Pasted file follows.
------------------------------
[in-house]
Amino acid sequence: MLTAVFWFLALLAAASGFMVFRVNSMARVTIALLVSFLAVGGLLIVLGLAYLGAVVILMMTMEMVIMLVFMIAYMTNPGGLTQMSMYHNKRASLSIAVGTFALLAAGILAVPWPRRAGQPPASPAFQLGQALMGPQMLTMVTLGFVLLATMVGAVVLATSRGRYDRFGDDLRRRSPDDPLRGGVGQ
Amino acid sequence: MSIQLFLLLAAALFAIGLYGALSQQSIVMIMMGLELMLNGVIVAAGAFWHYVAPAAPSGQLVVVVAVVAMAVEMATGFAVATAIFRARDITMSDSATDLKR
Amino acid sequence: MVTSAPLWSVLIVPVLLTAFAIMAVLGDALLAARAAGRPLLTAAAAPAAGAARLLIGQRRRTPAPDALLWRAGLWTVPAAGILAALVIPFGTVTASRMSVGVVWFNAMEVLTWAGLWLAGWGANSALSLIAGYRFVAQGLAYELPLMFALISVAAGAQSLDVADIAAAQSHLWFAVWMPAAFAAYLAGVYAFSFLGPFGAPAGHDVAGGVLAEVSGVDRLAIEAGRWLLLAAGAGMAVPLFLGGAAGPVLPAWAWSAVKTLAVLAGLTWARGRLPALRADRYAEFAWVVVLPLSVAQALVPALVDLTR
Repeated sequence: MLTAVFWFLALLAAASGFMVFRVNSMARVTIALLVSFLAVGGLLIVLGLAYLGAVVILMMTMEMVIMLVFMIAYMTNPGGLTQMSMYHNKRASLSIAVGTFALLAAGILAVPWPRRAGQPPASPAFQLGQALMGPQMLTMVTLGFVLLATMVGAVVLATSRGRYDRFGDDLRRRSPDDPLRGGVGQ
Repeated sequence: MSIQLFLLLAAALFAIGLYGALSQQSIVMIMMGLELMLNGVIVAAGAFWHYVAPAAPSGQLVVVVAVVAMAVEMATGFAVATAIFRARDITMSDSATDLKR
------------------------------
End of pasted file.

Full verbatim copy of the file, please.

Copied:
[in-house]
Amino acid sequence: MLTAVFWFLALLAAASGFMVFRVNSMARVTIALLVSFLAVGGLLIVLGLAYLGAVVILMMTMEMVIMLVFMIAYMTNPGGLTQMSMYHNKRASLSIAVGTFALLAAGILAVPWPRRAGQPPASPAFQLGQALMGPQMLTMVTLGFVLLATMVGAVVLATSRGRYDRFGDDLRRRSPDDPLRGGVGQ
Amino acid sequence: MSIQLFLLLAAALFAIGLYGALSQQSIVMIMMGLELMLNGVIVAAGAFWHYVAPAAPSGQLVVVVAVVAMAVEMATGFAVATAIFRARDITMSDSATDLKR
Amino acid sequence: MVTSAPLWSVLIVPVLLTAFAIMAVLGDALLAARAAGRPLLTAAAAPAAGAARLLIGQRRRTPAPDALLWRAGLWTVPAAGILAALVIPFGTVTASRMSVGVVWFNAMEVLTWAGLWLAGWGANSALSLIAGYRFVAQGLAYELPLMFALISVAAGAQSLDVADIAAAQSHLWFAVWMPAAFAAYLAGVYAFSFLGPFGAPAGHDVAGGVLAEVSGVDRLAIEAGRWLLLAAGAGMAVPLFLGGAAGPVLPAWAWSAVKTLAVLAGLTWARGRLPALRADRYAEFAWVVVLPLSVAQALVPALVDLTR
Repeated sequence: MLTAVFWFLALLAAASGFMVFRVNSMARVTIALLVSFLAVGGLLIVLGLAYLGAVVILMMTMEMVIMLVFMIAYMTNPGGLTQMSMYHNKRASLSIAVGTFALLAAGILAVPWPRRAGQPPASPAFQLGQALMGPQMLTMVTLGFVLLATMVGAVVLATSRGRYDRFGDDLRRRSPDDPLRGGVGQ
Repeated sequence: MSIQLFLLLAAALFAIGLYGALSQQSIVMIMMGLELMLNGVIVAAGAFWHYVAPAAPSGQLVVVVAVVAMAVEMATGFAVATAIFRARDITMSDSATDLKR